The Quiet Little Woman

Roger and I had a rare opportunity for adventure in NYC and went to The Strand, a famous bookstore advertising 18 miles of books. We put on a timer for 45 minutes so that there was no chance we’d spend our entire night lost in a bookstore.

Like a magnet, I headed to the Christmas section. I sat on the floor for a log time checking out the huge collection. Having written about Little Women, I was pleased and surprised to find The Quiet Little Woman, a collection of three Christmas-themed short stories that Alcott wrote.  The first story is about Patty, an orphan who is adopted into a family.  The second is “Tilly’s Christmas.”  Tilly (no surprise) is poor.  Even in hardship, the two characters are selfless and good, with Christmas and love triumphing in the end. The third story, “Rosa’s Story,” is based on the traditional story about animals being able to talk for one night only, Christmas Eve. Rosa is a horse and relates the take about this special night.  (I think Jeremy might need to read this before he starts on the groundhog story.)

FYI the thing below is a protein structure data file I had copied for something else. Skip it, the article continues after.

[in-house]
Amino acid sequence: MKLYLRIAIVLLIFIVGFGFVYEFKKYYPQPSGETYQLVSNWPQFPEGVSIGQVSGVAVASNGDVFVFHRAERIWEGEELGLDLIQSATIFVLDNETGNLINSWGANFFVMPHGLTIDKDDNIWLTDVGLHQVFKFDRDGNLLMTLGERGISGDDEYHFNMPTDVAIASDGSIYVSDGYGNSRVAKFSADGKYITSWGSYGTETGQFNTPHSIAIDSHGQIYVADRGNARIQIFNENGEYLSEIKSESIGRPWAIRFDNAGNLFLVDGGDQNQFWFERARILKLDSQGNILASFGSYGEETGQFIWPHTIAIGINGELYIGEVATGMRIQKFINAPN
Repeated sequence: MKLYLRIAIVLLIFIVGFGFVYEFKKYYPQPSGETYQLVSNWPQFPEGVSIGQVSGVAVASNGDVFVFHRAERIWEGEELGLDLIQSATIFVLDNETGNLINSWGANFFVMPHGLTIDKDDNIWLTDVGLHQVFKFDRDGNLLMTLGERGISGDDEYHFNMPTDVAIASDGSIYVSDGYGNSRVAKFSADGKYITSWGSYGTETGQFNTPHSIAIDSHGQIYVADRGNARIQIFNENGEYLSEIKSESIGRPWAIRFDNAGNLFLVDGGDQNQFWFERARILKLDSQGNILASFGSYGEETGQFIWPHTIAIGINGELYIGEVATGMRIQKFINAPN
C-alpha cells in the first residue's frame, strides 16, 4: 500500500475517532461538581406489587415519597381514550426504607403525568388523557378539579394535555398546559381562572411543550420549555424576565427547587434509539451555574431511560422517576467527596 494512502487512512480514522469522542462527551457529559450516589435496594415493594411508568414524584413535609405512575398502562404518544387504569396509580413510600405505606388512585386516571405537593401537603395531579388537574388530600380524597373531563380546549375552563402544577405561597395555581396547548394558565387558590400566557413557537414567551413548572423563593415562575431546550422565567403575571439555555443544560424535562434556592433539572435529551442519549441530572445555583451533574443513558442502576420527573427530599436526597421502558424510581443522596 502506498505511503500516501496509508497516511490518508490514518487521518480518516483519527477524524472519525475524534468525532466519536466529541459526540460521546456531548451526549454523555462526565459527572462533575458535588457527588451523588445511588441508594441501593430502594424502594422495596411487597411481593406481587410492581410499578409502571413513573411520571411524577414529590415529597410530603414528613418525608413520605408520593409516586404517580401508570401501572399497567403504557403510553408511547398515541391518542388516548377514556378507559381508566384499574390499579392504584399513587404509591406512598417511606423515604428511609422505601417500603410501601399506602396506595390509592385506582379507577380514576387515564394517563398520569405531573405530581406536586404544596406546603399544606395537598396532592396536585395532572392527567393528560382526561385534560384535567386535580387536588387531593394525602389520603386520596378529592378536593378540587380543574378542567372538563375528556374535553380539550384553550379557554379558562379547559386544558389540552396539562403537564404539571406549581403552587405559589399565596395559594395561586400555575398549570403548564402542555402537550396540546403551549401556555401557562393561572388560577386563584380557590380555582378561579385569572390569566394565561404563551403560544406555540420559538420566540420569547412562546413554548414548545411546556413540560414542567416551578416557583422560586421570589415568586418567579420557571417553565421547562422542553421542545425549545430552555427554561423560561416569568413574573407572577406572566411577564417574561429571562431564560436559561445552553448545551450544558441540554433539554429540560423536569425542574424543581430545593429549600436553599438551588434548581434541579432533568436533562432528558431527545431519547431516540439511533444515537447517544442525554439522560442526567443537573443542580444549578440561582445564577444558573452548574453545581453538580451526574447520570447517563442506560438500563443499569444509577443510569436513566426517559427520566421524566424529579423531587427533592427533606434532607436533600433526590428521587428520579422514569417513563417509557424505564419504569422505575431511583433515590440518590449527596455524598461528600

The story about how these stories were written may be more interesting than the stories themselves.  Several  lovers of Alcott’s books complained that the short stories do not live up to the character development that is part of  Louisa May Alcott’s novels.  According to several sources,  a group of Massachusetts sisters were inspired by Little Women and  wrote to Miss Alcott about their own little publication, Little Things. She wrote back to them, encouraging them in their efforts. Later over the next few years she sent them some short stories to publish. Stephen W. Hines, a researcher and editor, was able to find these stories and collected three in this volume.

 

 

 

 

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